UKA is the largest cultural festival in Norway and is arranged biennially by volunteer students from Trondheim. In 2011, the festival was held for the 46th time. 1500 students did volunteer work, while 82,000 event tickets were sold. The name "UKA" translates to "the week", although it now lasts for the better part of a month. 25 days of concerts, theatre, musical, seminars and much more. That’s why UKA is best described as the dream of living the student life forever.
UKA was established in 1917 by students studying at the Norwegian Institute of Technology (NTH, now part of NTNU) in an attempt to improve the financial situation within the students' community in Trondheim. In 1917 the festival mainly consisted of a revue, which was arranged every other year except the mid-war years. Starting with scarce resources UKA has been in constant growth and is today the largest Norwegian cultural festival with more concerts and entertainment than ever before. Although the festival now features big name artists, the organizers still consider revue, UKErevyen, as the "heart" of the festival.
It may seem hard to believe, but Norway’s largest cultural festival is run entirely by volunteers, from top to bottom. Trondheim’s tradition for volunteer work is well known, and a trademark for UKA. In 2009, 1400 volunteers made sure everything ran smoothly. 6500 spectators jumped up and down in Death Valley, 90 000 litres of beer were sold during the festival, activities spanning from juggling courses to crime night to wrestling were held in Death Valley and The Student Society in Trondheim, and commercial partners contributed with events like “UKA robot challenge”, where the contesters competed in building and programming Lego robots. The festival itself is a celebration of intellectual prowess and passionate commitment shown by the students. Consisting mainly of students recruited from Trondheim, the main audience is young people within the proximity of the city. There are events and lectures however, that targets a more mature audience, such as UKErevyen.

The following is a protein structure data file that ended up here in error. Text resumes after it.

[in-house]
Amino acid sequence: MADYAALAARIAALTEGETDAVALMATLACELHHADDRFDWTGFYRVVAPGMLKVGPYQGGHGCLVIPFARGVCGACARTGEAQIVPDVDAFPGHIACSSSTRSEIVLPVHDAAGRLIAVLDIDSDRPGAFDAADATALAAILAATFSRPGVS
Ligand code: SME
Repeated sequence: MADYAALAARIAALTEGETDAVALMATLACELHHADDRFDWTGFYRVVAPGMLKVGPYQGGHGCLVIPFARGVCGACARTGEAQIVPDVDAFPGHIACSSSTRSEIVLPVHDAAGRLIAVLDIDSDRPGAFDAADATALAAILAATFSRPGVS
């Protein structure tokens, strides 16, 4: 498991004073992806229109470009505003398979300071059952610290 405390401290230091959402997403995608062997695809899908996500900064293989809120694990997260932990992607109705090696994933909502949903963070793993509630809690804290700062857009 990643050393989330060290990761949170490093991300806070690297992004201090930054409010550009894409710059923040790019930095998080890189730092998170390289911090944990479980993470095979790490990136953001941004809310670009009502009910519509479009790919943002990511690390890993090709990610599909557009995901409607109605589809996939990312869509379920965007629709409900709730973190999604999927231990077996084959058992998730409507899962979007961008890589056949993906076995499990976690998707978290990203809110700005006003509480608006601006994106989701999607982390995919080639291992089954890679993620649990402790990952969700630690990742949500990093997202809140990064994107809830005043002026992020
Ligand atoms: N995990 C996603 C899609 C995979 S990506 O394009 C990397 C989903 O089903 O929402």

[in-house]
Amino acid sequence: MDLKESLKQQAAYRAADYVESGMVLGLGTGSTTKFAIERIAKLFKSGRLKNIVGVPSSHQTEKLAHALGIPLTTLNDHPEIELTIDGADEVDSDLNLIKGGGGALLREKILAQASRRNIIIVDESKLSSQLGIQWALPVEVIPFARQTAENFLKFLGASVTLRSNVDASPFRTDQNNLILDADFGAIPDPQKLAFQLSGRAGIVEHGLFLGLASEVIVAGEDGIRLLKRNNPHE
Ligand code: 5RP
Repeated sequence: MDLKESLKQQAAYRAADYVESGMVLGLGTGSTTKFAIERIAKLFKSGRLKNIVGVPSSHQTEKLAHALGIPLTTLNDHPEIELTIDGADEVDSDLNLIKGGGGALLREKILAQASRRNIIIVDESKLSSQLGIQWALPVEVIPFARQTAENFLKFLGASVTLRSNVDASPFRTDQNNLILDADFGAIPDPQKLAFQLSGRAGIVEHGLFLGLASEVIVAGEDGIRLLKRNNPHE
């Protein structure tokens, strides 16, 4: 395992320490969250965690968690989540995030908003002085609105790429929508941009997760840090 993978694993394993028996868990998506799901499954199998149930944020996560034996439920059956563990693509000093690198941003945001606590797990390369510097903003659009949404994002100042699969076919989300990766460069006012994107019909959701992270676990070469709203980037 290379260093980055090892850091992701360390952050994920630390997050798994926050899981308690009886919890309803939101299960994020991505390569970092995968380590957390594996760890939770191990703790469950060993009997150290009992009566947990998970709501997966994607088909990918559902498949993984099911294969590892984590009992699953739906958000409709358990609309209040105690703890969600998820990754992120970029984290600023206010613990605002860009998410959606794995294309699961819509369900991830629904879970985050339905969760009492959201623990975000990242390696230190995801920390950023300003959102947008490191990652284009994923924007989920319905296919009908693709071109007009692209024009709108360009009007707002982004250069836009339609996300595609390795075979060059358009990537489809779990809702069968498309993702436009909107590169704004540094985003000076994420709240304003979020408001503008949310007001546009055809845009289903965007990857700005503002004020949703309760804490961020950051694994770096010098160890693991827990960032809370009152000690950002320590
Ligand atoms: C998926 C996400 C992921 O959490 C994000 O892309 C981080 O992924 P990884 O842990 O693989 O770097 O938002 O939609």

Every UKErevyen revue is given a name, which also becomes the name of the entire festival. The name is decided by the writers and is a well-kept secret all the way up to the opening of the festival and the play, and only a handful people outside of the writers' collegium knows it before it's officially revealed. This is a big event where the name is physically uncovered at midnight in front of the student society, with several thousand attendants.
The writers aren't entirely free in choosing the name either. A more or less strict set of rules applies, never written down, but followed from one festival to the next. The most important ones are that the name should consist of three syllables, and that it should have several meanings, either in splitting up the word(s) or rearranging the letters. The rules aren't always followed, as seen with the name of UKA-03; Glasur, that had only two syllables. It did, however, supply different interpretations, first of all with the word itself, meaning glaze, then "Gla' sur" which means "happy sad", and "gla'rus" (a rush of happiness). UKA-05 restored the rule of three syllables with the name Origo.
Former UKA festivals have included: